An fMRI Study of Functional Abnormalities in the Verbal Working Memory System and the Relationship to Clinical Symptoms in Chronic Schizophrenia


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Abstract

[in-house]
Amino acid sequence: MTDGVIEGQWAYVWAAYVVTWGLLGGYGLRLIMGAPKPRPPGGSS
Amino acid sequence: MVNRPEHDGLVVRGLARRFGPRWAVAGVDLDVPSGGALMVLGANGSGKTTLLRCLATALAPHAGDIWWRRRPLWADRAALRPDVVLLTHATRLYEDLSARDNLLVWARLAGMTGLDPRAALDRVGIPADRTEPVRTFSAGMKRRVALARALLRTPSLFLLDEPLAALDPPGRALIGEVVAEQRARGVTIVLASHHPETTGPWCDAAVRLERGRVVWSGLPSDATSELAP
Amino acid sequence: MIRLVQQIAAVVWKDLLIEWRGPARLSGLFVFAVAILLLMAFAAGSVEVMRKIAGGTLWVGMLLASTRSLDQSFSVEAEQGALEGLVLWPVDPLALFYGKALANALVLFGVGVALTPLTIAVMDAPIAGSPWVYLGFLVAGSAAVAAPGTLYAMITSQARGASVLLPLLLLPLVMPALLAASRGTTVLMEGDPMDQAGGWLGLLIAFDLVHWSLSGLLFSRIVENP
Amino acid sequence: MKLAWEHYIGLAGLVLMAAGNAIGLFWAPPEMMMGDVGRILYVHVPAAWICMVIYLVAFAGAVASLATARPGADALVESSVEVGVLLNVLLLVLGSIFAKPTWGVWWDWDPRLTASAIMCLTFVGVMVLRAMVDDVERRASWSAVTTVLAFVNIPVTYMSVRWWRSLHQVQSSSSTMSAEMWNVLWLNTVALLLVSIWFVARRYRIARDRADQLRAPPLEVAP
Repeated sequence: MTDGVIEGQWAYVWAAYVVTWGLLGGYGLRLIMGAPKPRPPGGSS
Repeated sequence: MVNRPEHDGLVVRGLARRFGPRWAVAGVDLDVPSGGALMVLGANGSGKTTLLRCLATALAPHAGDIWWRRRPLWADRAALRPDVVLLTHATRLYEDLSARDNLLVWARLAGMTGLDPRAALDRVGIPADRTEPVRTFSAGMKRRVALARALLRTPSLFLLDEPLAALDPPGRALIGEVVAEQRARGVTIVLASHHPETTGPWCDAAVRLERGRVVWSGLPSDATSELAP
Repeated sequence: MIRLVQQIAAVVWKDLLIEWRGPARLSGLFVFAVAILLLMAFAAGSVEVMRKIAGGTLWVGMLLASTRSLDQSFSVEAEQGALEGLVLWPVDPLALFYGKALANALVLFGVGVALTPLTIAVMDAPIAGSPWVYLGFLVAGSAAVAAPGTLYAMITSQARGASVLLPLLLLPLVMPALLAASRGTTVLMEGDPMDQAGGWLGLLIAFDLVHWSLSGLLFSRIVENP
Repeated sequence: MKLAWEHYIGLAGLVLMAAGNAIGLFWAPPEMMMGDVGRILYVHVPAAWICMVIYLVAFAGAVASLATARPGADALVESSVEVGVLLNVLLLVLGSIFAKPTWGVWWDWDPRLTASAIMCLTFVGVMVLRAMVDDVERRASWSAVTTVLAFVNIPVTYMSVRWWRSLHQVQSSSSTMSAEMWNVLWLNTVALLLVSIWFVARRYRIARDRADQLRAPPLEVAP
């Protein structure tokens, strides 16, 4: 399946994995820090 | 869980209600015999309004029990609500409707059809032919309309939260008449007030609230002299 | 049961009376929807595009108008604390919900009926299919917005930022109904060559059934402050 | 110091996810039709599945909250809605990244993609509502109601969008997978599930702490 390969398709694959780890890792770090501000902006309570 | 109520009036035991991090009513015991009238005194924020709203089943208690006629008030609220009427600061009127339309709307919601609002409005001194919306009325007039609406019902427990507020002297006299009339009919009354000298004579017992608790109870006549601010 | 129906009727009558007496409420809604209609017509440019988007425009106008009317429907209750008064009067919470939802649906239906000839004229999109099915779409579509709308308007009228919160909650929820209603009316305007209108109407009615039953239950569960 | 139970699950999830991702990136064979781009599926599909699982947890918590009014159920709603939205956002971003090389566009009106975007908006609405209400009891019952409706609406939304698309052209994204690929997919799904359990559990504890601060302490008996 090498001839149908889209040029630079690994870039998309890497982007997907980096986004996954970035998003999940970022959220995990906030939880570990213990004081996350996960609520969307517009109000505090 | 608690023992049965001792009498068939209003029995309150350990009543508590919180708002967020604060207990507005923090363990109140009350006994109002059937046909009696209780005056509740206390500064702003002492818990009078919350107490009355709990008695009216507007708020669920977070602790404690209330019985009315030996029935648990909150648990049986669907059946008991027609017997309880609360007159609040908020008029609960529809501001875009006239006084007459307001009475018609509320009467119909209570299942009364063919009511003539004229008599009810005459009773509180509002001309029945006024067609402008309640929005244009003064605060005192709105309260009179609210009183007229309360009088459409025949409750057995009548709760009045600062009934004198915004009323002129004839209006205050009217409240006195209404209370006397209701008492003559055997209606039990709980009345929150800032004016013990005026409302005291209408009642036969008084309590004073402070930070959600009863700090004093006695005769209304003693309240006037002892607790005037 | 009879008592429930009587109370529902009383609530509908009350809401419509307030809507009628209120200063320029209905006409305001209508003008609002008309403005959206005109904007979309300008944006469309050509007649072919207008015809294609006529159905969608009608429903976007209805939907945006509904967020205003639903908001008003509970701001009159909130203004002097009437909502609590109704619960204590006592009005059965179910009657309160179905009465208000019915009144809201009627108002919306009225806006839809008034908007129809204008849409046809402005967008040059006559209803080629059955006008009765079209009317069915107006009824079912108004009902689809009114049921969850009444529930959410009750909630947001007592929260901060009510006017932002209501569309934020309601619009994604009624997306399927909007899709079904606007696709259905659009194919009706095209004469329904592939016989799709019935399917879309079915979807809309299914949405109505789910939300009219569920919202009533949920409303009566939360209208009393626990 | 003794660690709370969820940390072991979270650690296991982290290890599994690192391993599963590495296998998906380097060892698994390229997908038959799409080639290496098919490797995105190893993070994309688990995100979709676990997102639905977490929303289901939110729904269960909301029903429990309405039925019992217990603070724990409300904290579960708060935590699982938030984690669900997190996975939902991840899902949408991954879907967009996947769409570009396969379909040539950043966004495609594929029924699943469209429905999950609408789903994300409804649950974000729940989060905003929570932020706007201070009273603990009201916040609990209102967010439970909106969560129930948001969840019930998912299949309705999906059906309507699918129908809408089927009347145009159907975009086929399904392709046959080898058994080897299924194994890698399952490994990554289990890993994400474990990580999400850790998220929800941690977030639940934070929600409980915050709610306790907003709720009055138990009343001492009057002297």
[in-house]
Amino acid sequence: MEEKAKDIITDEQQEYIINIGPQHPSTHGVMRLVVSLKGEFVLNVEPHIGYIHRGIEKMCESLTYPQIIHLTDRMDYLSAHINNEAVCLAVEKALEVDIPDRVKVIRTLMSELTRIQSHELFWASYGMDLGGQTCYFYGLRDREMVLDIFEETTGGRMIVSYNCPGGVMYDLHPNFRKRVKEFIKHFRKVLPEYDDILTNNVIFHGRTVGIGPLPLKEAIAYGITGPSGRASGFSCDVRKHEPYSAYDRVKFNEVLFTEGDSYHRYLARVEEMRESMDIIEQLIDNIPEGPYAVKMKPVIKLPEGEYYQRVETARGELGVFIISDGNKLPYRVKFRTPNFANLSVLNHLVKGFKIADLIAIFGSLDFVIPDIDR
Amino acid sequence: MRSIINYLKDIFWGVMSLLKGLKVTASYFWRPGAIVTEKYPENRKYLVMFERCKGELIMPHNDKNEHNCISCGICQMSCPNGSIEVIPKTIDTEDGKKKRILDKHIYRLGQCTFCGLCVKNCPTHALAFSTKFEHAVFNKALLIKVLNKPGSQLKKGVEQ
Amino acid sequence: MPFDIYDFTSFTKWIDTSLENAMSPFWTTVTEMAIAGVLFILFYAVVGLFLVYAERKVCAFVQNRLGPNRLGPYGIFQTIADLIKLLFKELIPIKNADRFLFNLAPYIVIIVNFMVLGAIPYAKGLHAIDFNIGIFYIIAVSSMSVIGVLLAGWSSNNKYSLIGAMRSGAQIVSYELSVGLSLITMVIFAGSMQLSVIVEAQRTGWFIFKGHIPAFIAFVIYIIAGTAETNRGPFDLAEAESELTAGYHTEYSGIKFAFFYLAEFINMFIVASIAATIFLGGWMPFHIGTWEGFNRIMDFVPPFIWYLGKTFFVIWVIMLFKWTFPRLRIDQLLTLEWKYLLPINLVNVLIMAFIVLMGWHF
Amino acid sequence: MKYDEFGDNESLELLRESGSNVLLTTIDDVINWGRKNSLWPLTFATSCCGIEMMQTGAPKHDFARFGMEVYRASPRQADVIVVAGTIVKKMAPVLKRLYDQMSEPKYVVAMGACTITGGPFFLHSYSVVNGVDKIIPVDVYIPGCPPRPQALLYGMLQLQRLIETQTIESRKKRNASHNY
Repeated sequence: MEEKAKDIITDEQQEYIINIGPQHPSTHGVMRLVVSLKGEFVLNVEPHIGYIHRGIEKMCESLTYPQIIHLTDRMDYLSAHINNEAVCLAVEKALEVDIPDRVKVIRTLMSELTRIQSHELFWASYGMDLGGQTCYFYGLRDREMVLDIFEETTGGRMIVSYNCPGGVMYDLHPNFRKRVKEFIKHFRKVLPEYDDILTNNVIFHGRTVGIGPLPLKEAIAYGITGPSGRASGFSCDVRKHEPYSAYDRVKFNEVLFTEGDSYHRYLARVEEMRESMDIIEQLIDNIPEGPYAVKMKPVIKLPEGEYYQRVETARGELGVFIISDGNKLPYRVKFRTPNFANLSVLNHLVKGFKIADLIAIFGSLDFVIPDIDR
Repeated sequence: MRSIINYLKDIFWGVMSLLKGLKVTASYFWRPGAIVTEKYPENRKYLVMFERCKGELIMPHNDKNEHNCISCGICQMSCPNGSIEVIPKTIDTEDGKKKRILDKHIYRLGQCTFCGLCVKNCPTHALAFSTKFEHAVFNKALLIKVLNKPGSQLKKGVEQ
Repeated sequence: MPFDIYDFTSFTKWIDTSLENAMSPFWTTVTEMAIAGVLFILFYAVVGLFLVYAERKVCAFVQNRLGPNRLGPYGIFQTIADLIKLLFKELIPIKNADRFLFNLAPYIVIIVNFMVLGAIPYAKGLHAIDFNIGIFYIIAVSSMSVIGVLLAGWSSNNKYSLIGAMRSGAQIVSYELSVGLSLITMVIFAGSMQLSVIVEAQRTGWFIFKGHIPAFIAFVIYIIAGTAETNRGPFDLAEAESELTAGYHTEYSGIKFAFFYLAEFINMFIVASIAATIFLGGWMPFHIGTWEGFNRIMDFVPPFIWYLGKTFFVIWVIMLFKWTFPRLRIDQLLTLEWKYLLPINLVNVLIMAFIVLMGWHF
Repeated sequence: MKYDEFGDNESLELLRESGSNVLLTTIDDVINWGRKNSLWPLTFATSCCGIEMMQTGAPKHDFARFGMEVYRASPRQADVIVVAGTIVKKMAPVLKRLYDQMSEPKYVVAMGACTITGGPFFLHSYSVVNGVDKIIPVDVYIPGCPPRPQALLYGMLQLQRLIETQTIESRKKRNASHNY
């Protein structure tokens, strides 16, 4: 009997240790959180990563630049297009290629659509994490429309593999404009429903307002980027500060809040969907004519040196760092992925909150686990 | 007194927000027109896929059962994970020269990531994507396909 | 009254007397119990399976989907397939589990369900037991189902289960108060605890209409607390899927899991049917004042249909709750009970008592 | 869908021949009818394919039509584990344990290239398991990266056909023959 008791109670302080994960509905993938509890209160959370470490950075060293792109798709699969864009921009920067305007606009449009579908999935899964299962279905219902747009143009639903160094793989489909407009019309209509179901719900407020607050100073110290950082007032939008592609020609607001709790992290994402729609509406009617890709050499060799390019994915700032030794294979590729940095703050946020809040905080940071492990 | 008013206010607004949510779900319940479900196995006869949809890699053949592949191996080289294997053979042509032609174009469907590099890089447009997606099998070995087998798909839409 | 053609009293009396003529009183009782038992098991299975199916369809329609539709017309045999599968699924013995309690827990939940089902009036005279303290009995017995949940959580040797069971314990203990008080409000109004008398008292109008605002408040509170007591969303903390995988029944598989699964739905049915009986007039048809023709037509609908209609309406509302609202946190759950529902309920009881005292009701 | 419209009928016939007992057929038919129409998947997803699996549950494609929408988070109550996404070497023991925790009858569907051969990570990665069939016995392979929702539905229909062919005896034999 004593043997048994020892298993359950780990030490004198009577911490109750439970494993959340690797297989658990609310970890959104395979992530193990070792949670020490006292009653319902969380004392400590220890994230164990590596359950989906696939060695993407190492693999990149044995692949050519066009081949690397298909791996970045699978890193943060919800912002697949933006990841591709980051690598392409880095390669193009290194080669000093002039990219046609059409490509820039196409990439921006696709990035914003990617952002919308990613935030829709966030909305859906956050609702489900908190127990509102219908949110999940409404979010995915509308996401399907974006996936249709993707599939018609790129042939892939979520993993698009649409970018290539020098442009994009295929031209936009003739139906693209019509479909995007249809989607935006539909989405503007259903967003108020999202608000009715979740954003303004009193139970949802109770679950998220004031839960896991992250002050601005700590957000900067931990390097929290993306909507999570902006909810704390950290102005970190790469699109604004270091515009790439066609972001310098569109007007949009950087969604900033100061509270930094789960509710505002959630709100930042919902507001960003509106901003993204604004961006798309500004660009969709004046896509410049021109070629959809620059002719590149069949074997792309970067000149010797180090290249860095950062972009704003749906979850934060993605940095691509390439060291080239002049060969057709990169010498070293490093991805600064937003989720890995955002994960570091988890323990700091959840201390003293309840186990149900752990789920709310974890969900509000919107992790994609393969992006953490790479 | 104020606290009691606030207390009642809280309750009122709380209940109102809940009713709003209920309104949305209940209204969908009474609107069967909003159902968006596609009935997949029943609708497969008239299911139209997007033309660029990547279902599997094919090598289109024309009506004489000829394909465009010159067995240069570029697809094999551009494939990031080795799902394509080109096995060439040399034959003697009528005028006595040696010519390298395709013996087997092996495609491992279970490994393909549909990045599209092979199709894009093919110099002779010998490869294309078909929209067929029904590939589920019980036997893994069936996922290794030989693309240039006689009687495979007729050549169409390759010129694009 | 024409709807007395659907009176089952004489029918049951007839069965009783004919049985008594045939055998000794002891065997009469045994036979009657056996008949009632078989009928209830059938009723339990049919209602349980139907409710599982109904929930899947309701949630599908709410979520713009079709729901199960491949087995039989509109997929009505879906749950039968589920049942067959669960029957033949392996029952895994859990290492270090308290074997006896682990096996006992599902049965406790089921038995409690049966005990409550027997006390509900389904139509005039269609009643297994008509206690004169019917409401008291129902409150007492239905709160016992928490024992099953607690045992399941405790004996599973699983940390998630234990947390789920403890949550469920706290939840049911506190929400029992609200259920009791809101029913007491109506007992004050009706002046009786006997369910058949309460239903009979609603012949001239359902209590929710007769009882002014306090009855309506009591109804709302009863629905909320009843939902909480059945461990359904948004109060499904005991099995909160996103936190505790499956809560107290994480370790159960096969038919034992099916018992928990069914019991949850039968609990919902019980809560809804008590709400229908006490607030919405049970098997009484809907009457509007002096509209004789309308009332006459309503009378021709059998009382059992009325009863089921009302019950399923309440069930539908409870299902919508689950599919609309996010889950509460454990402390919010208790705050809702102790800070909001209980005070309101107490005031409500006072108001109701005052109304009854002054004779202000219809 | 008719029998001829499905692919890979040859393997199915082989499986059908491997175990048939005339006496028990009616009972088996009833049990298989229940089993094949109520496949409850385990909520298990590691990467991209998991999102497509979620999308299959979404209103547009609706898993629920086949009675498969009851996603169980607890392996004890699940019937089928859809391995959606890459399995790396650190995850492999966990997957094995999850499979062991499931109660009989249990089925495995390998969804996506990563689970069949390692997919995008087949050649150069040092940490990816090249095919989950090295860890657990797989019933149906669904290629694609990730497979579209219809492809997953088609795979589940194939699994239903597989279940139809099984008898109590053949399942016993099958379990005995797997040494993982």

There has been evidence for functional abnormalities of the verbal working memory system in schizophrenia. Verbal working memory crucially involves the interplay between the anterior and posterior language systems, and previous studies have shown converging evidence for abnormalities in the posterior language system in schizophrenia. In this functional magnetic resonance imaging study, we measured cortical activity in chronic schizophrenic patients and matched healthy controls during auditory and visual verbal working memory tasks. We employed 1) regional analyses specifically targeting the posterior language system and 2) analyses of functional connectivity between anterior and posterior language regions. We performed these analyses separately for each memory stage and modality. In the regional analyses, the left sylvian–parietal–temporal (Spt) area consistently showed reduced activation during encoding and retrieval stages in schizophrenia. Magnitudes of activation in the left posterior superior temporal sulcus were correlated with the severity of delusions at every memory stage. Functional connectivity analyses revealed reduced connectivity between the left Spt and the anterior insula during the encoding of auditory words. In addition, the connectivity strength was correlated with the severity of auditory hallucinations. These findings identify abnormal components in the verbal working memory system and illustrate their possible overlap with the mechanisms of core schizophrenic symptoms.

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